9. Get a home inspection
Include an inspection contingency in your offer
In spite of how competitive the overall real estate market has been for buyers in the last few years, Taylor and Blanton still recommend that your offer include an inspection contingency to protect yourself from purchasing a home with a major issue that an inspector could have spotted.
Make it speedy
Taylor suggests you tee up a home inspector before submitting your offer. In that case, your agent can specify in the offer, for example, that you can complete the home inspection within one or two days. That way, the seller knows that even if you back out, the house will not have been off the market for long.
Plus, says Taylor, you can even ask your real estate agent to let the seller know you’re only looking for something that is major and not looking to nitpick, hopefully giving a seller confidence that you’re going to move forward quickly.
Consider writing into the offer a pre-agreed amount of seller-paid repairs
Blanton explains that in Florida, it’s common for purchase contracts (accepted offers) to state that the seller will pay up to a specified amount for repairs that come to light during a pre-purchase home inspection. However, he adds, once you have the inspection report in hand, you can still haggle, should the recommended repairs exceed that amount.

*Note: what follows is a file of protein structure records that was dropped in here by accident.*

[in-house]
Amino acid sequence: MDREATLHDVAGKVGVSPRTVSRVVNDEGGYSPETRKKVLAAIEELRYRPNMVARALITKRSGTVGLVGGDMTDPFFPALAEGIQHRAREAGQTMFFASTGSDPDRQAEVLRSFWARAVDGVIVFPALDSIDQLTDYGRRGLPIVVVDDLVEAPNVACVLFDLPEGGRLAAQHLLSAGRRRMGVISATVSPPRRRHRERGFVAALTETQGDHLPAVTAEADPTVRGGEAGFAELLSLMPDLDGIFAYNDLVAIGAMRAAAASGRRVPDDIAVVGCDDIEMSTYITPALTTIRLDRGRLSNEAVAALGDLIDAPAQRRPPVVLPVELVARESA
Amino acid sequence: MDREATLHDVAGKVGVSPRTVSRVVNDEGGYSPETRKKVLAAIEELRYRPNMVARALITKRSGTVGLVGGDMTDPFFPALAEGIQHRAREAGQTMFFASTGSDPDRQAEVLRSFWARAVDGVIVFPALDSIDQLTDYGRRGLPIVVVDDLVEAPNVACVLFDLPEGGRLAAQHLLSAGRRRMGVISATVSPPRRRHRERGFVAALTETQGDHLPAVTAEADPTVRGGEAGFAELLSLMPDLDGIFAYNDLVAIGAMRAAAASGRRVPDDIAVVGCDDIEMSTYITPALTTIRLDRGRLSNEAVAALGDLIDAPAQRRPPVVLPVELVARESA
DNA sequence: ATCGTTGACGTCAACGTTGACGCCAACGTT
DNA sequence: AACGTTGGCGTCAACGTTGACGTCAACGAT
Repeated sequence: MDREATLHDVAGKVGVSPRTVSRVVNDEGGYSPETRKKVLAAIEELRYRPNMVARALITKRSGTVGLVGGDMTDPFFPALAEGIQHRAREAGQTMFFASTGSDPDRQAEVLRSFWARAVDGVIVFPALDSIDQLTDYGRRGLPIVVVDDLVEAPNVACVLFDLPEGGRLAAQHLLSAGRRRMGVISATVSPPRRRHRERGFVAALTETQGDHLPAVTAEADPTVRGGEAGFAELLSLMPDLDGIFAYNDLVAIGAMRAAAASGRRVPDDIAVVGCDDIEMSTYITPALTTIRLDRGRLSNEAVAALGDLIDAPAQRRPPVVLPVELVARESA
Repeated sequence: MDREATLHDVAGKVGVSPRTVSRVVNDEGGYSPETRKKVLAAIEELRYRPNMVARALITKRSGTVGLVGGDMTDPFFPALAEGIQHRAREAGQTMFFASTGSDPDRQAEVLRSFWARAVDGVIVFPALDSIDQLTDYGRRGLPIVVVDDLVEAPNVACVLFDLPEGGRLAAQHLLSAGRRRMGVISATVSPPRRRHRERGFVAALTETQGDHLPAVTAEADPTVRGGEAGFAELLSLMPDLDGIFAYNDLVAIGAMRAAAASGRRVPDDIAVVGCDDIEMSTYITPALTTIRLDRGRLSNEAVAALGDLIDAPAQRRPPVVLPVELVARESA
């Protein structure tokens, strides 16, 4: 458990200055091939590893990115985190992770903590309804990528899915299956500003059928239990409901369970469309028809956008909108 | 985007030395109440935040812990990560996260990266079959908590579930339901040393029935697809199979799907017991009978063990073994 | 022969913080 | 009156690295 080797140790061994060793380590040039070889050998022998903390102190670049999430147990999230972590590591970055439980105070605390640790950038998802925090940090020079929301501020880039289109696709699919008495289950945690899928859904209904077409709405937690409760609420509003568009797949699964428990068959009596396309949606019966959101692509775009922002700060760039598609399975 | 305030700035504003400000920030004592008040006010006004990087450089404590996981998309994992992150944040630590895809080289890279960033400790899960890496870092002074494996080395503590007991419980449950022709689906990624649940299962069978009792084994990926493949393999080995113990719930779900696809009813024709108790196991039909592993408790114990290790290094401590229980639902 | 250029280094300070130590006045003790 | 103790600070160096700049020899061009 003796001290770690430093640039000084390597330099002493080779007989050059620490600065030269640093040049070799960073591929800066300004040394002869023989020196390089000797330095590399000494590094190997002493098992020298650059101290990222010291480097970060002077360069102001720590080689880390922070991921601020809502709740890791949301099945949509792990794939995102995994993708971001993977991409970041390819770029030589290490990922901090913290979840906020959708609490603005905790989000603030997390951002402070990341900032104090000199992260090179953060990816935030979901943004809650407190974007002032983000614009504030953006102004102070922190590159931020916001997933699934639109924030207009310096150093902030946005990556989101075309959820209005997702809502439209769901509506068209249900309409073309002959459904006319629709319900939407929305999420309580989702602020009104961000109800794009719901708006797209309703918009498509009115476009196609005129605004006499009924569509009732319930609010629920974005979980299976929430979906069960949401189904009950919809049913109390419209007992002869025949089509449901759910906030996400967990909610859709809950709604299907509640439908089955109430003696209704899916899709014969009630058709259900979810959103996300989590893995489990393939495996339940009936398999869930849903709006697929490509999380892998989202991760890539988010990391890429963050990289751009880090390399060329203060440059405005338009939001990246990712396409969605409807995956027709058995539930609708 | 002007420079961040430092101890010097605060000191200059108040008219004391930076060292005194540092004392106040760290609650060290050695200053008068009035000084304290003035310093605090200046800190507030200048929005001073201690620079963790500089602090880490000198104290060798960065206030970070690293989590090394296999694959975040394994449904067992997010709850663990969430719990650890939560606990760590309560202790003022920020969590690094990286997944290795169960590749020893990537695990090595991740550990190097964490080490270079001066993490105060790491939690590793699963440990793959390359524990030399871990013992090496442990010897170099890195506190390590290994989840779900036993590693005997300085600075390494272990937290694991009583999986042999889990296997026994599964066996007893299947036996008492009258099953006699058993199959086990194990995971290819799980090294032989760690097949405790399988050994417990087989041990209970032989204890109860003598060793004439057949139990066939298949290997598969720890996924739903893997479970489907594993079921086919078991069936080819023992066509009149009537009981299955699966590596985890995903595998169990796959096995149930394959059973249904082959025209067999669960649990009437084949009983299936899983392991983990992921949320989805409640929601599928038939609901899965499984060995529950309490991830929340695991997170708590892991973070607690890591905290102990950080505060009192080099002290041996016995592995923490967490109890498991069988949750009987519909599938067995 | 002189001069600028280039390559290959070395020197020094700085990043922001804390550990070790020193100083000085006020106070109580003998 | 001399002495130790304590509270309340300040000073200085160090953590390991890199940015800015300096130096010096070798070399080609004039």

Why is a home inspection important?
Even if you already love the home, you won’t love it if you discover later that a major issue was undisclosed, concealed, or simply undiscovered when you purchased it.
In addition, the average buyer and the average real estate agent are not experts on the maintenance and condition of homes. A licensed home inspector, however, is trained to identify and assess conditions and problems with properties.
While a home inspection doesn’t guarantee that a property has no problems, it’s a worthwhile investment for your peace of mind and for protecting your very large investment of purchasing a home.
Get additional expert tips and guidance on home inspections at this HomeLight buyer resource page.
10. Negotiate repairs or credits
After the home inspection, you’ll have a short time (specified in the purchase agreement) to negotiate with the seller regarding which, if any, repairs they will complete before closing. Or, you may decide to ask for seller credits, a certain amount of money the seller gives you at closing, which can be used for the needed repairs.
If you cannot agree on repairs or credits within the specified time frame, you will not be obligated to proceed with the purchase of the house.
Your buyer’s agent will bring his or her experience to bear in helping you decide what to prioritize and how much to ask for — one of the many reasons it’s so helpful to have a professional in your corner.
11. Make a final walkthrough
You’re almost done! The day before (or within a few days of) closing on your home purchase, you and your agent will typically walk through the home one last time before it’s officially yours.